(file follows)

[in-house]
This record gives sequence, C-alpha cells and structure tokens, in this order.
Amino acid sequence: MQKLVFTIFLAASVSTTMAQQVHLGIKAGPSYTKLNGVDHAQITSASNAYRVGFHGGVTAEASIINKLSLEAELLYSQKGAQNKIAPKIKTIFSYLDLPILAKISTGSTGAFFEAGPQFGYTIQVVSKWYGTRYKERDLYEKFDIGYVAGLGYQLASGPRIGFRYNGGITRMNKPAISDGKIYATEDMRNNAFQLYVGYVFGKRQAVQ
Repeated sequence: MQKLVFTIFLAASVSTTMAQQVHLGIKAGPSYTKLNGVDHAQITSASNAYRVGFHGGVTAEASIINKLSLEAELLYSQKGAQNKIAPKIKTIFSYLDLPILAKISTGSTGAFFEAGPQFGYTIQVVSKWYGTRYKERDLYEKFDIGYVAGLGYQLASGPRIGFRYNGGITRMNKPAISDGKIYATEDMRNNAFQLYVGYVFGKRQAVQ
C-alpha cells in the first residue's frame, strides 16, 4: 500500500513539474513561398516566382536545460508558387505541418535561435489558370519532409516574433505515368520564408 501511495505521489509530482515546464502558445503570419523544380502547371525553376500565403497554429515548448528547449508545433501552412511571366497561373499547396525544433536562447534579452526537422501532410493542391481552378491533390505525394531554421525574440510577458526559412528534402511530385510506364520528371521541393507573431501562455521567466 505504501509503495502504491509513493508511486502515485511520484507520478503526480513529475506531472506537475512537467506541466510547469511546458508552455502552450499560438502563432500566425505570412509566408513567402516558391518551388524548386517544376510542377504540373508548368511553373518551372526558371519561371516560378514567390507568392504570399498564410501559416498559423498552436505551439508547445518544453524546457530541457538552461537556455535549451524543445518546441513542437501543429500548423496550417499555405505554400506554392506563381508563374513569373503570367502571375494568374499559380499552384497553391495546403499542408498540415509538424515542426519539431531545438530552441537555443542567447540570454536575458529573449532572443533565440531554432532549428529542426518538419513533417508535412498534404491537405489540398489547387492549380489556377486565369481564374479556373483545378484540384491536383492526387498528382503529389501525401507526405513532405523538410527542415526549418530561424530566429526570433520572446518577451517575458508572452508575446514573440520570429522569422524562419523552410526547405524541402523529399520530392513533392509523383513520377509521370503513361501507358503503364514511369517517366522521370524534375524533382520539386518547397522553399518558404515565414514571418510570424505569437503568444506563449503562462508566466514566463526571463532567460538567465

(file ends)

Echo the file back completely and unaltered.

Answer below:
[in-house]
This record gives sequence, C-alpha cells and structure tokens, in this order.
Amino acid sequence: MQKLVFTIFLAASVSTTMAQQVHLGIKAGPSYTKLNGVDHAQITSASNAYRVGFHGGVTAEASIINKLSLEAELLYSQKGAQNKIAPKIKTIFSYLDLPILAKISTGSTGAFFEAGPQFGYTIQVVSKWYGTRYKERDLYEKFDIGYVAGLGYQLASGPRIGFRYNGGITRMNKPAISDGKIYATEDMRNNAFQLYVGYVFGKRQAVQ
Repeated sequence: MQKLVFTIFLAASVSTTMAQQVHLGIKAGPSYTKLNGVDHAQITSASNAYRVGFHGGVTAEASIINKLSLEAELLYSQKGAQNKIAPKIKTIFSYLDLPILAKISTGSTGAFFEAGPQFGYTIQVVSKWYGTRYKERDLYEKFDIGYVAGLGYQLASGPRIGFRYNGGITRMNKPAISDGKIYATEDMRNNAFQLYVGYVFGKRQAVQ
C-alpha cells in the first residue's frame, strides 16, 4: 500500500513539474513561398516566382536545460508558387505541418535561435489558370519532409516574433505515368520564408 501511495505521489509530482515546464502558445503570419523544380502547371525553376500565403497554429515548448528547449508545433501552412511571366497561373499547396525544433536562447534579452526537422501532410493542391481552378491533390505525394531554421525574440510577458526559412528534402511530385510506364520528371521541393507573431501562455521567466 505504501509503495502504491509513493508511486502515485511520484507520478503526480513529475506531472506537475512537467506541466510547469511546458508552455502552450499560438502563432500566425505570412509566408513567402516558391518551388524548386517544376510542377504540373508548368511553373518551372526558371519561371516560378514567390507568392504570399498564410501559416498559423498552436505551439508547445518544453524546457530541457538552461537556455535549451524543445518546441513542437501543429500548423496550417499555405505554400506554392506563381508563374513569373503570367502571375494568374499559380499552384497553391495546403499542408498540415509538424515542426519539431531545438530552441537555443542567447540570454536575458529573449532572443533565440531554432532549428529542426518538419513533417508535412498534404491537405489540398489547387492549380489556377486565369481564374479556373483545378484540384491536383492526387498528382503529389501525401507526405513532405523538410527542415526549418530561424530566429526570433520572446518577451517575458508572452508575446514573440520570429522569422524562419523552410526547405524541402523529399520530392513533392509523383513520377509521370503513361501507358503503364514511369517517366522521370524534375524533382520539386518547397522553399518558404515565414514571418510570424505569437503568444506563449503562462508566466514566463526571463532567460538567465